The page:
The intimidation campaign began the day after the 2018 midterm elections. As results were still being tallied in parts of the country, Donald Trump, acknowledging the incoming House Democratic majority, published a tweet warning Dems not to investigate his many scandals.
A few hours later, at a White House press conference, the president suggested he wouldn't even try to work with Congress on substantive issues if Democratic lawmakers scrutinized the controversies surrounding him. In his State of the Union address two weeks ago, Trump was even more explicit, insisting he would only work constructively with Congress if Dems agreed to look the other way on his many scandals.
The Republican added a couple of days later that he doesn't believe such scrutiny should be "allowed."
If the intention was to curtail Democrats' interest in oversight, that plan appears to have failed badly. The Washington Post's David Ignatius explained in his most recent column that Trump may see scrutiny of his personal finances as a "red line," but Dems are prepared to cross it.
We're entering a new phase of the Trump-Russia investigation, in which the president's efforts to contain the probe are failing. Information he tried to suppress about his business and political dealings is emerging — with more to come."There are no red lines except what's necessary to protect the country," Rep. Adam B. Schiff (D-Calif.) said during an interview Monday. Schiff, the chairman of the Intelligence Committee, told me he plans to request information, perhaps by subpoena, from Deutsche Bank, a major Trump lender, and that "our work on Trump's finances has already begun."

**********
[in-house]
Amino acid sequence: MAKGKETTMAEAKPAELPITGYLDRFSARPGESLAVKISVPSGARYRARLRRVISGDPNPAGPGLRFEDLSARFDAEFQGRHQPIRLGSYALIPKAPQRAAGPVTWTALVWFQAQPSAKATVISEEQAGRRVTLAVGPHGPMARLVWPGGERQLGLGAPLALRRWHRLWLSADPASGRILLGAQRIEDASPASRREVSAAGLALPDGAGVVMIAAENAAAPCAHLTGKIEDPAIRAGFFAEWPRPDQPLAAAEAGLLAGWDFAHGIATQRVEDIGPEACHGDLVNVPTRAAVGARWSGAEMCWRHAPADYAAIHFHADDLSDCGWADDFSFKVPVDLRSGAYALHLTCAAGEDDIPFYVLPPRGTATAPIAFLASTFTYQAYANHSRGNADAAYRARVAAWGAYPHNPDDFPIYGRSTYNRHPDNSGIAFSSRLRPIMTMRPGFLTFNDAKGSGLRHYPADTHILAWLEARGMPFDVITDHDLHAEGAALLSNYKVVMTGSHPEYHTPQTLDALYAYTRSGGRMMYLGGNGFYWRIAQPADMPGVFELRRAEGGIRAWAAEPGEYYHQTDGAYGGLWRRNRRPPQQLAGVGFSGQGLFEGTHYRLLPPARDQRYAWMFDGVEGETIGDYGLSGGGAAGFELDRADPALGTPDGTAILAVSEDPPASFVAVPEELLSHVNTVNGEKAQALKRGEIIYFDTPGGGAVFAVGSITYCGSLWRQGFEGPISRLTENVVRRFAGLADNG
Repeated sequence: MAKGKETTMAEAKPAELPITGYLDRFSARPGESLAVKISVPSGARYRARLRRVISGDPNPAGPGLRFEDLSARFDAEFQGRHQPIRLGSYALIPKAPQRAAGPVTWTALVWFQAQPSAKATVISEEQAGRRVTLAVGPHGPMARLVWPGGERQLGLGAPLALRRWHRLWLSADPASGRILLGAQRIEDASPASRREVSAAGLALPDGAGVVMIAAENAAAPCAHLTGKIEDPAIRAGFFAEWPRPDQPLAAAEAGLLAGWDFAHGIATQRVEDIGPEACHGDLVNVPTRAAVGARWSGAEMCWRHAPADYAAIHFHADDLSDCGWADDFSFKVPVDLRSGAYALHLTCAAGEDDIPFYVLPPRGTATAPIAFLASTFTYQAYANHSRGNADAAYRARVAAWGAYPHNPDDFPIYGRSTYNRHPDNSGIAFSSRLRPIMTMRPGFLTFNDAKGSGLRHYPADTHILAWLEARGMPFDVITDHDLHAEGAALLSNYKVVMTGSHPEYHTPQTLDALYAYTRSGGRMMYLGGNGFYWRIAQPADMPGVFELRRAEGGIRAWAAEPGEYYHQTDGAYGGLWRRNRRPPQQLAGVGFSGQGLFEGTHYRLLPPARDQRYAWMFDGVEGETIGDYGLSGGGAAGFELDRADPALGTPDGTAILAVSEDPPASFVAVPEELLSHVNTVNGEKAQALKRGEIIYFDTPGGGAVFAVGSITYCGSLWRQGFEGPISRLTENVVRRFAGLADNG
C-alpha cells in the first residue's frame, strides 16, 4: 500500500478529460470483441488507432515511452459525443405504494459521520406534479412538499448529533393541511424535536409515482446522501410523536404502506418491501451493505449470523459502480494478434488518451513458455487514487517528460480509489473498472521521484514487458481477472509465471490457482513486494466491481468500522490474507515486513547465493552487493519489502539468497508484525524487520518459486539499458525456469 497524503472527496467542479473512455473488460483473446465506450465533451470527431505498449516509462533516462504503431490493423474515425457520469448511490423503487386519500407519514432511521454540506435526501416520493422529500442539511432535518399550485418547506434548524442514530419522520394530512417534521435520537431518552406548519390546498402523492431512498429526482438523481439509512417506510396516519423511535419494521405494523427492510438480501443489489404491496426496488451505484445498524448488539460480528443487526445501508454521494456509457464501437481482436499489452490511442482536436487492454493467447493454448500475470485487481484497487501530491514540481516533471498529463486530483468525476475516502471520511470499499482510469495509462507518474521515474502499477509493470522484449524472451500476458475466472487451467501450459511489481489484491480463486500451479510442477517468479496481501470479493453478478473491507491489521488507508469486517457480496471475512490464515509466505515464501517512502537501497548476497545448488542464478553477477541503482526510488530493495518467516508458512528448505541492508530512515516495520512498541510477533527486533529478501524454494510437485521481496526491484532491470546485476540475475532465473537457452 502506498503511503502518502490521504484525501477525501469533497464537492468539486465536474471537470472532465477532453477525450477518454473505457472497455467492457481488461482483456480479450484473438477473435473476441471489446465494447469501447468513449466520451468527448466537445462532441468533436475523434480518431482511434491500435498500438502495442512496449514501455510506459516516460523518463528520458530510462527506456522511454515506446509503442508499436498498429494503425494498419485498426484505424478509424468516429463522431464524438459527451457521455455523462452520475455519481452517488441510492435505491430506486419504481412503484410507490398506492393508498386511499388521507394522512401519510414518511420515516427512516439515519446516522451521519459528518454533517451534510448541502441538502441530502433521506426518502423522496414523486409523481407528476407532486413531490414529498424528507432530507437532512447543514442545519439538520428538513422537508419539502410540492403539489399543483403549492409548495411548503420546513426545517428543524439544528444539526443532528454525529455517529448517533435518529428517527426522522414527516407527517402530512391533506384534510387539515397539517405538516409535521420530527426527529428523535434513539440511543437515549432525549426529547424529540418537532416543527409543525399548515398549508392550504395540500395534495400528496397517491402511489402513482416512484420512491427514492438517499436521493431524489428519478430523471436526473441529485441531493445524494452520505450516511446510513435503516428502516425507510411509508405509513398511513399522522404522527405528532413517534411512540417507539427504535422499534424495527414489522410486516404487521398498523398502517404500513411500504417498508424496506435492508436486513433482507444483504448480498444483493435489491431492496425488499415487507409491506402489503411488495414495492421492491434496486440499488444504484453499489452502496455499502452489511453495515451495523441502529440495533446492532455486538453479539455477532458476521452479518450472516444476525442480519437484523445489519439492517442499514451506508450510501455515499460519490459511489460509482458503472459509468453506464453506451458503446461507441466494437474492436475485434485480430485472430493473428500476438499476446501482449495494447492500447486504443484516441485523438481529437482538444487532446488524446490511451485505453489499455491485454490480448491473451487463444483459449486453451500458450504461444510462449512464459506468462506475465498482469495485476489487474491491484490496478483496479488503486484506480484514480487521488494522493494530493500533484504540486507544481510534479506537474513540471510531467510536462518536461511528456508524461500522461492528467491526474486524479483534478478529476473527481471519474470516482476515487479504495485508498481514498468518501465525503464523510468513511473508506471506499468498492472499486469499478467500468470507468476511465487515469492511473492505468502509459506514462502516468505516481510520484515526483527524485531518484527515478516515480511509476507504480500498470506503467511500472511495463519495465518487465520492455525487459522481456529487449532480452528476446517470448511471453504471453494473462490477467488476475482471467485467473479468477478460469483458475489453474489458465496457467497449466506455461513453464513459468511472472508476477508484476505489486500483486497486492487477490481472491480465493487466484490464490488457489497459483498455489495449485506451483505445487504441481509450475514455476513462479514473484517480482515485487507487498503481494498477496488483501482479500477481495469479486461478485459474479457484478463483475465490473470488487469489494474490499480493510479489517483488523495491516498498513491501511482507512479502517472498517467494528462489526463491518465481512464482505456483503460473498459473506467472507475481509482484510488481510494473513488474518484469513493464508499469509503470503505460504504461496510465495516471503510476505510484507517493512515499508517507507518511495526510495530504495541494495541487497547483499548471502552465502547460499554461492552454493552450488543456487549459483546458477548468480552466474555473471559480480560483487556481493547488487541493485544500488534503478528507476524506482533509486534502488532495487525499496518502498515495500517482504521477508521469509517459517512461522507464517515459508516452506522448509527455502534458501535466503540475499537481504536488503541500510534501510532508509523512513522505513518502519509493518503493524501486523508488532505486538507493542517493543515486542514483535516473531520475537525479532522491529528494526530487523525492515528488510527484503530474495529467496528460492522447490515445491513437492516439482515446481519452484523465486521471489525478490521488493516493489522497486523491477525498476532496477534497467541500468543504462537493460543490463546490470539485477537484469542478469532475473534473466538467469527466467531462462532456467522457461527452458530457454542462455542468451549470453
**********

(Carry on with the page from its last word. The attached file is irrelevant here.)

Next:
As Rachel explained on last night's show, this will apparently be the only real scrutiny of Trump's relationship with Deutsche Bank.
And for the president, this is just one line of inquiry among many.
The House's Democratic majority is also moving forward with expansive plans to investigate the Russia scandal. And the president's emergency declaration. And the conversations Trump has had with Vladimir Putin, the details of which the Republican has gone to great lengths to conceal.
This is by no means a comprehensive list.
For three months, the president and his team have warned of dire consequences if Democrats investigated Trump scandals. Republicans haven't explained why, exactly, they're so afraid of presidential oversight, but as Dems continue to ignore the threats, a new question has emerged: what does the White House intend to do about Democrats' indifference to Trump's warnings?